Members of a women-farmers’ collective demonstrate use of a devices that sends daily bulletins on weather patterns, crops and other matters of importance to farming communities in rural India. Inexpensive technology can have a life-changing impact on rural women. Credit: Stella Paul/IPS
By Samira Sadeque
UNITED NATIONS, Oct 19 2020 (IPS)
Access to technology which is relatively inexpensive to deploy can have a life-changing impact for rural women, social scientist Valentina Rotondi told IPS.
Rotondi shared her insight during a presentation of her research titled “Digital rural gender divide in Latin America and the Caribbean” to mark International Day of Rural Women on Thursday, Oct. 15.
At the presentation, Rotondi said her team studied the impact of the digital gender gap and access to technology on women’s health. Their research focused specifically on access to reproductive and sexual health for women in sub-Saharan Africa.
“Access to mobile phones can be a vehicle for improving health and reproductive health for women living in those remote areas,” Rotondi told IPS. “Women living in remote areas can get access to information regarding their pregnancy or their health. As a result, getting access to this information and reducing their travel time to hospital, improves the health status of their babies.”
The research was carried out by the University of Oxford, and the webinar was co-organised by the Inter-American Institute for Cooperation on Agriculture (IICA), the Inter-American Development Bank and the International Fund for Agricultural Development.
Manuel Otero, Director General of IICA, said in his opening remarks that the observation of International Day of Rural Women was to celebrate the far-reaching “direct implications” and “deep roots” that rural women hold in the lives of those around them.
“Women in rural territories deserve and need to be applauded, because they are the ones that guarantee rootedness, and are also at the core of family and productive life,” he said.
Otero added that rural women played a key role in ensuring food security and, ultimately, the whole purpose of agricultural development and rural wellbeing.
And yet, often they remain invisible in larger society.
Calling them the “guardians of our rural territories”, Otero said that last week’s celebrations were a part of the framework to gain recognition for such a vital section of society.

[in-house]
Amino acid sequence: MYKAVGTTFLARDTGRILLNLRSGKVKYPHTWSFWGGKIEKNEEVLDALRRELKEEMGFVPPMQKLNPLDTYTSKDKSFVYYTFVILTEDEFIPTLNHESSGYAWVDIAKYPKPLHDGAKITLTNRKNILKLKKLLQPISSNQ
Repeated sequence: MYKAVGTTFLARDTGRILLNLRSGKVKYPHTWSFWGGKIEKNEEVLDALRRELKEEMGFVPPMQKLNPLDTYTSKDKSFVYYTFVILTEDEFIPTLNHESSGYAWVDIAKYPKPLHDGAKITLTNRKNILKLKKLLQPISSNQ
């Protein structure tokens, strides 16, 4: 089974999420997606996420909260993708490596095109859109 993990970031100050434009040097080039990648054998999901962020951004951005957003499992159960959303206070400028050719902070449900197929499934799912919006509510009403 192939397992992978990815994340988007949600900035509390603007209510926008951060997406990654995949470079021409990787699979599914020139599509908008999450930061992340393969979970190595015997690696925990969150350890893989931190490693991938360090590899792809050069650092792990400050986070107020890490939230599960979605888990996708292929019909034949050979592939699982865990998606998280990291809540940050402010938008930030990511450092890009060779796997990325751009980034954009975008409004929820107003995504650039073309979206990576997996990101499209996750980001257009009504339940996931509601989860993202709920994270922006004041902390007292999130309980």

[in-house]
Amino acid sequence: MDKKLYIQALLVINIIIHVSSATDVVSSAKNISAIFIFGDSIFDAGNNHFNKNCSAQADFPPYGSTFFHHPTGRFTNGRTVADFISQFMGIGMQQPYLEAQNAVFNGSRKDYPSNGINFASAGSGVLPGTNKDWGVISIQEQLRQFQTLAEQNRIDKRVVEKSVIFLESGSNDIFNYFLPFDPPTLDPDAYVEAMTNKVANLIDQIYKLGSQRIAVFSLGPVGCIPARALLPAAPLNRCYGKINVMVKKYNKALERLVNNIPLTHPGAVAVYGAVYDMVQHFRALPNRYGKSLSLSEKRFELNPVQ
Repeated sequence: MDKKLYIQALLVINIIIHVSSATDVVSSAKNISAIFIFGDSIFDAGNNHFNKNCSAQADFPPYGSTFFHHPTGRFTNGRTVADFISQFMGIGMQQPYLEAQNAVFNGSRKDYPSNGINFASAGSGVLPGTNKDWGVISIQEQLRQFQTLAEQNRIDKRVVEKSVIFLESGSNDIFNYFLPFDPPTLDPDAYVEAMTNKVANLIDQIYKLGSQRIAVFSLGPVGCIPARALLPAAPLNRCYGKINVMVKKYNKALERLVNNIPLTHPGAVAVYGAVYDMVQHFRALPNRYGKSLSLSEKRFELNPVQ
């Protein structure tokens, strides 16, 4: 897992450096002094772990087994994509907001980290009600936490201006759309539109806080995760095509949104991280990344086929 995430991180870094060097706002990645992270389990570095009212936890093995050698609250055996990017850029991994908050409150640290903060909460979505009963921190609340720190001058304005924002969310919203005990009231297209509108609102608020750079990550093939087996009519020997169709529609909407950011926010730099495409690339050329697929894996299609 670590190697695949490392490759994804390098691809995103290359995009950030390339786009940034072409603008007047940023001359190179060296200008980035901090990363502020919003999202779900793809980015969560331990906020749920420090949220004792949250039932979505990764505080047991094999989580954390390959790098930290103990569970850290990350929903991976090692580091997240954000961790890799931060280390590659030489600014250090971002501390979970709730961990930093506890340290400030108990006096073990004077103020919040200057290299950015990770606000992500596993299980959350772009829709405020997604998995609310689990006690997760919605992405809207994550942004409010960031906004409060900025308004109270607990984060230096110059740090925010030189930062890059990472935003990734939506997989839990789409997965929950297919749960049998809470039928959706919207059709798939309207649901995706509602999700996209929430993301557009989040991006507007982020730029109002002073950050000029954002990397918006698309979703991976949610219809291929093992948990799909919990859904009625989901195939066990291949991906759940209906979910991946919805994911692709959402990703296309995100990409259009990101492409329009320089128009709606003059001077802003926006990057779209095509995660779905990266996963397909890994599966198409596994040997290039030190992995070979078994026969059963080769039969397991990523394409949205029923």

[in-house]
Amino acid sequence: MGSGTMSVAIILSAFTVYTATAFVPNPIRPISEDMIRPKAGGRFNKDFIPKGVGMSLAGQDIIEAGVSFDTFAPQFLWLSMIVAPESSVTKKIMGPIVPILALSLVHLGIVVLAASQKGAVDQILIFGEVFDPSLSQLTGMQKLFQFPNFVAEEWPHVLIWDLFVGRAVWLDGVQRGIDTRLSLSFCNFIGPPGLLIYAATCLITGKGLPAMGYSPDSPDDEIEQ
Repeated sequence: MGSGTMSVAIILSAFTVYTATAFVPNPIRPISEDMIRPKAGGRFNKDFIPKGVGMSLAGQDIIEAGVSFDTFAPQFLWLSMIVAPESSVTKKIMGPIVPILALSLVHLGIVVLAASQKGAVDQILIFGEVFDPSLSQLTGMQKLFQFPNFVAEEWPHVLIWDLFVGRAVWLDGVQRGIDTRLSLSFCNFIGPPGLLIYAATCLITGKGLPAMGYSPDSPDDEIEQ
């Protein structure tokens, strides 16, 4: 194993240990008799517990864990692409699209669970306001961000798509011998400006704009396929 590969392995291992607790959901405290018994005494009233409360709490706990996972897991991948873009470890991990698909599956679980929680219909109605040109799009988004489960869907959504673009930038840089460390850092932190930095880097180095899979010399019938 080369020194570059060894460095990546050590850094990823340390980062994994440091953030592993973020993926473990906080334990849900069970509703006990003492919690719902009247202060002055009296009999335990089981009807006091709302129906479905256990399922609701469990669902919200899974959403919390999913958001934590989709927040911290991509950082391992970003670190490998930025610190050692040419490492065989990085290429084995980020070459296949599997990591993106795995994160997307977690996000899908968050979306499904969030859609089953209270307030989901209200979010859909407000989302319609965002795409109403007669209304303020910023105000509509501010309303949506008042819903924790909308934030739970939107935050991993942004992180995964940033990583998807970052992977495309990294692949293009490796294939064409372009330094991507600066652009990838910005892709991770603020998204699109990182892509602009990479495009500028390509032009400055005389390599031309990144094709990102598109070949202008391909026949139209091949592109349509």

“We want to encourage public discussion which is necessary in order to push for development and implementation of high quality policies that would, once and for all, improve the situation for the women who live out in the countryside,” he said.
At the talk, Rotondi added that while it is very low-cost to implement the kind of technological access that provides women with information about reproductive health, their impacts can be life-changing.
“The impact of those kinds of technology, which are really cheap and [help] connect [the women] to others, are big enough and could really be a vehicle for sustainable development,” she said.
According to their research, narrowing gender gaps in mobile phone adoption can further narrow gender gaps in internet access, which might be “pivotal” in terms of health of improvement.
Rotondi further cited research that found access to mobile phones can improve women’s financial resilience , which in turn improves their outcomes.
She shared the findings of their study that support this analysis:
- Women living in rural areas are the least “connected” group.
- The digital gender divide, which hampers women’s ability to access information and communication technologies, was narrowing in Latin America and the Caribbean until a few years ago
- In 17 of the 23 countries analysed, women are less likely than men to report owning a mobile phone
- Countries that report a narrow digital gender gap also have lower gender gaps in vulnerable employment, youth unemployment and labor-force participation
The digital divide between men and women has been further impacted by the coronavirus pandemic.
“In this pandemic situation, whereby schools are closed, people who have access to mobile phones and the Internet might be able to continue education, but those without this technology cannot,” Rotondi added.
Otero of IICA added that the current pandemic has made it more challenging for the rural women who are even less connected, highlighting the invisibility of rural women and their work.
“It’s not enough to talk about access to land ownership, productive resources, finances, education, training, health, and justice” he said. “In particular, we [must] focus on the issue of connectivity. The pandemic has shown us that [having a] cell phone opens up almost every type of possibility, the ability to study, to sell or to buy – and therefore to work.”
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